Brazil dam collapse: Search for missing resumes after mass evacuation order

Nearly 24,000 people were ordered to leave area amid fears a second dam could collapse

Aerial footage shows the extent of the damage caused after a mining dam collapsed in Brumadinho, Brazil. Video: CCTV

 

Brazilian firefighters on Sunday resumed searching for hundreds of people missing after a mining dam ruptured on Friday, triggering a deadly mudslide that buried mining facilities and nearby homes.

The search resumed after firefighters called off an evacuation of nearly 24,000 residents of Brumadinho, a town in Minas Gerais state hit by the mudslide, amid fears a second dam at the same mining complex could collapse.

Flavio Godinho, a spokesman for the Minas Gerais civil defence agency, confirmed on Sunday that the remaining dam at the Vale SA iron ore mining complex was no longer at risk of bursting.

Sirens began blaring before dawn on Sunday, triggered by dangerous water levels at the second tailings dam.

The dam is about 50m from the dam that burst on Friday.

The evacuation efforts diverted attention from the search for those missing after Friday’s burst dam unleashed a torrent of mud.

Roughly 300 people were still missing after the tailings dam burst, according to a list released by Vale, the second such disaster in the country in less than four years. The figure could rise as authorities reconcile their list of missing residents with the tally of Vale employees who are not accounted for.

An aerial view over mud and waste caused by the dam spill in Brumadinho, Brazil. Photograph: Antonio Lacerda/EPA
An aerial view over mud and waste caused by the dam spill in Brumadinho, Brazil. Photograph: Antonio Lacerda/EPA

Most of the missing are presumed dead, officials said.

The confirmed death toll rose to 37 by Sunday morning, according to the state fire department.

The disaster is now more deadly than a 2015 tailings dam collapse at an iron ore mine less than 100km to the east, belonging to Samarco Mineracao SA, a Vale joint venture with BHP Group.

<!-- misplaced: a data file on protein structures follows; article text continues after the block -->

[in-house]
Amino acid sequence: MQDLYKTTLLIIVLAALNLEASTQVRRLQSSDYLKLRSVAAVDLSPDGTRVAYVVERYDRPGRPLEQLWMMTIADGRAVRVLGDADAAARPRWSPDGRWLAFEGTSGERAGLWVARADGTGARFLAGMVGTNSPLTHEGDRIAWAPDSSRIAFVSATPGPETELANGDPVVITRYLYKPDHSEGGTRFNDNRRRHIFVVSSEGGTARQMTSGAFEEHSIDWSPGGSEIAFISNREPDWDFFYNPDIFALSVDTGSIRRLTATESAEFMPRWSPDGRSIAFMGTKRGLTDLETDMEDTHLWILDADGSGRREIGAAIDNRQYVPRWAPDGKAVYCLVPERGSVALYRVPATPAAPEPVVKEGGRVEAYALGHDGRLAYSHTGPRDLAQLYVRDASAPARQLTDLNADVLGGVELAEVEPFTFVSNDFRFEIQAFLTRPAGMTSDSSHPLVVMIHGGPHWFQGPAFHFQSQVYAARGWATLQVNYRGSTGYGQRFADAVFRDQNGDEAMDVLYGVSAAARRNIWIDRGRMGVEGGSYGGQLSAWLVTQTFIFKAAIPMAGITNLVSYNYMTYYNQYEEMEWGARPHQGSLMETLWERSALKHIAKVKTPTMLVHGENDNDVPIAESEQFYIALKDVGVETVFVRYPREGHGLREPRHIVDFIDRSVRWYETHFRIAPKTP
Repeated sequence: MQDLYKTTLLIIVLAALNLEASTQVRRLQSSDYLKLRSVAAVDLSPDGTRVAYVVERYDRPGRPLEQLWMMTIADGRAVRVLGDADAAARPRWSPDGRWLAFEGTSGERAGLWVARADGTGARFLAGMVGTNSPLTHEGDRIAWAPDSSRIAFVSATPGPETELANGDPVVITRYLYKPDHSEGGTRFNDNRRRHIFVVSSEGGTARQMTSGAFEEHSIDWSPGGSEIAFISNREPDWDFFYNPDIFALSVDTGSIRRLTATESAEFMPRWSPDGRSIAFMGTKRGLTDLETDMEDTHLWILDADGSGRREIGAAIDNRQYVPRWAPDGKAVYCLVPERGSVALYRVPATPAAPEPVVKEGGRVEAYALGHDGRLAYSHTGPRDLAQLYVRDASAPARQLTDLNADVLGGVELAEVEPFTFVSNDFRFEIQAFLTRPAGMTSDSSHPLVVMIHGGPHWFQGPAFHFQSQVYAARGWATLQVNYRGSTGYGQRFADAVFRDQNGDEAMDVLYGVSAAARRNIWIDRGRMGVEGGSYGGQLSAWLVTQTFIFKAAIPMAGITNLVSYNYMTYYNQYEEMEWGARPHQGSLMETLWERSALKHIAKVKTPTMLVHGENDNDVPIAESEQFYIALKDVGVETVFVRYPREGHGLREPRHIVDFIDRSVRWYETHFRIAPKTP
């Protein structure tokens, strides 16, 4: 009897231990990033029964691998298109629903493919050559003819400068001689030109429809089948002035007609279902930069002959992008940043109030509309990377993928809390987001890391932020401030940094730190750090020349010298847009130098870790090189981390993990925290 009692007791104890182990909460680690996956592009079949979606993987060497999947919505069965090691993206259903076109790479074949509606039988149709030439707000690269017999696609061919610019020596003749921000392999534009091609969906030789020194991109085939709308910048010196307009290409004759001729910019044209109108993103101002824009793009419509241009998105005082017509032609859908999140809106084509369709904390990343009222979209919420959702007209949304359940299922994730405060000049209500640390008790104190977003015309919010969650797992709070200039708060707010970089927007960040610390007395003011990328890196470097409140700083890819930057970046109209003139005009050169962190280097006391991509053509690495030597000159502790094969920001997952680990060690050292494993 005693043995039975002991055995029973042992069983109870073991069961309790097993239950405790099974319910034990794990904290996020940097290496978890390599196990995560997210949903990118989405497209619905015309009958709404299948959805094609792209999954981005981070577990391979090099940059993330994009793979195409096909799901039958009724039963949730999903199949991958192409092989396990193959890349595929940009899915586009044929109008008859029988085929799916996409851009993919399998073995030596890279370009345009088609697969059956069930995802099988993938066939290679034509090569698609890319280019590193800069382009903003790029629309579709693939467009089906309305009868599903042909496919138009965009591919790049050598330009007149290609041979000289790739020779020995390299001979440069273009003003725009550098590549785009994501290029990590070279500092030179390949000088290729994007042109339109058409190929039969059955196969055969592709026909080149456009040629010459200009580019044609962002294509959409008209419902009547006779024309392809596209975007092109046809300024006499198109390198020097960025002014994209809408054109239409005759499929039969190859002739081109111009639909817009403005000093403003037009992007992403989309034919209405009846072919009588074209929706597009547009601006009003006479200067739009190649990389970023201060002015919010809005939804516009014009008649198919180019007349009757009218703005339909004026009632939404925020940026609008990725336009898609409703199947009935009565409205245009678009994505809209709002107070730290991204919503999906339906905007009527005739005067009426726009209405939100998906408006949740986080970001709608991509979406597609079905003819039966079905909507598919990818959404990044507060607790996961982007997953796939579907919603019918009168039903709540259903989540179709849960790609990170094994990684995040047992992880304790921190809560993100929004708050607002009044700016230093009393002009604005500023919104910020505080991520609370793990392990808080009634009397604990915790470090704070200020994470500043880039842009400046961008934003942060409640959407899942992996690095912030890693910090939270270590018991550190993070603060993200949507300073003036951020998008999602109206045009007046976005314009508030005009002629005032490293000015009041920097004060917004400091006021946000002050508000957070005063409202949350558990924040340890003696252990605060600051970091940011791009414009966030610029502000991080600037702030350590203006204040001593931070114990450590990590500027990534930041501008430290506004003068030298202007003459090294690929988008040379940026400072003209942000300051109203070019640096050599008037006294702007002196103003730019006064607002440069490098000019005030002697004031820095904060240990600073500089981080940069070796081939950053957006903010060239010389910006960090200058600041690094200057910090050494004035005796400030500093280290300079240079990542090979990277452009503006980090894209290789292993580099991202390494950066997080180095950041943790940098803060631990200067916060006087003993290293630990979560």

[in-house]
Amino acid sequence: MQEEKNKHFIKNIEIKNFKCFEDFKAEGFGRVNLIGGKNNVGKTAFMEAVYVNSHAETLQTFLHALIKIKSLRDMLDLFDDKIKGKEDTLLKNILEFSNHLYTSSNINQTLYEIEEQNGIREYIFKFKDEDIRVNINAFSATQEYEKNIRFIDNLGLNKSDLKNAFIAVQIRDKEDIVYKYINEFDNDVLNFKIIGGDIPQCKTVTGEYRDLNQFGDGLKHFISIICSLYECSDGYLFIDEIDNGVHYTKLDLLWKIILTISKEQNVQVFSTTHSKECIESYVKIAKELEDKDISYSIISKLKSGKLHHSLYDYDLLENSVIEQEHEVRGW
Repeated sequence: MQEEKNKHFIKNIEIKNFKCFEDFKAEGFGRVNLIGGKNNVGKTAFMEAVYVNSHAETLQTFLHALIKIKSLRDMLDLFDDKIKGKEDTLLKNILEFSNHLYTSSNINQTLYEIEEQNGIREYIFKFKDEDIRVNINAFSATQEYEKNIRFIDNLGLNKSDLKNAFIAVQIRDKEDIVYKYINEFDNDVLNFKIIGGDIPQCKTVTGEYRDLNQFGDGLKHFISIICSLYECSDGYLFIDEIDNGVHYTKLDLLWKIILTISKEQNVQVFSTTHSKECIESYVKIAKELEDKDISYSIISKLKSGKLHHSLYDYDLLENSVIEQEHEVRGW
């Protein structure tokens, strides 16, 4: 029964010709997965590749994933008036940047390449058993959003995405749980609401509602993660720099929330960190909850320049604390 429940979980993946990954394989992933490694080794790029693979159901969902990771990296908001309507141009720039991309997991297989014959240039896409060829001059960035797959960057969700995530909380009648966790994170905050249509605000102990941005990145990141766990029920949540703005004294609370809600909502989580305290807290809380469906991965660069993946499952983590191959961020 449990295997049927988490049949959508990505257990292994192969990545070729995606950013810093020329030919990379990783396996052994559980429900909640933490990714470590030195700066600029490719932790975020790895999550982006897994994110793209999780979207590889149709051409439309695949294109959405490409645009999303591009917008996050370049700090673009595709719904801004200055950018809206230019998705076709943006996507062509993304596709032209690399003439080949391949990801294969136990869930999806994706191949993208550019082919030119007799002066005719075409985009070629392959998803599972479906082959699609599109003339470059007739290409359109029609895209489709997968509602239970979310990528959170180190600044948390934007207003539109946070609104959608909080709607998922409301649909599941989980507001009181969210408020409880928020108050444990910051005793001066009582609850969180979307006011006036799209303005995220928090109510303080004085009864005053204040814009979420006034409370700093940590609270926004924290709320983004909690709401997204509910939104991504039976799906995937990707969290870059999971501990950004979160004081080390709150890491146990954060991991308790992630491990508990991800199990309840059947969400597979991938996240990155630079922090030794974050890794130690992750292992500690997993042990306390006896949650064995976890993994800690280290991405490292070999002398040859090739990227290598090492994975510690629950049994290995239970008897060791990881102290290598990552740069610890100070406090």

The Samarco dam break spilled five times the mining waste unleashed by the more recent collapse. The 2015 incident killed 19 people, burying a small village and contaminating a major river in Brazil’s worst environmental disaster on record.

In Brumadinho, families and friends mourning their lost loved ones were forced to evacuate on Sunday.

‘Huge tragedy’

Renato Maia, a 44-year-old salesman whose best friend’s daughter remained missing, fled his home in panic early Sunday morning. At midday he and his wife waited on the outskirts of town for police to lift a blockade. They were both angry at the situation.

“We’re all fed up with Vale . . . and this is really adding to the tension,” he said. “It was a huge tragedy and now we don’t know what might come next.”

The Brazilian government has ordered Vale to halt operations at the Córrego do Feijao mining complex, the site of the Friday dam burst. Courts have frozen 11 billion reais (€2.6 billion) in Vale’s assets to pay for the damage.

Vale chief executive officer Fabio Schvartsman apologised without taking responsibility in a television interview on Saturday.

“Apologies to society, apologies to you, apologies to the whole world for what has happened,” he said. “I don’t know who is responsible, but you can be sure we’ll do our part.”

The cause of the dam burst remained unclear. Recent inspections by German auditor TUV SUD and Vale did not indicate any problems with the dam, the companies said.

Federal prosecutor Jose Adercio Sampaio told Reuters on Saturday that state and federal authorities have failed to apply more stringent regulation to the hundreds of tailings dams across the country.

Mr Schvartsman said all of Vale’s tailings dams were checked after the 2015 disaster and periodic reviews are carried out. – Reuters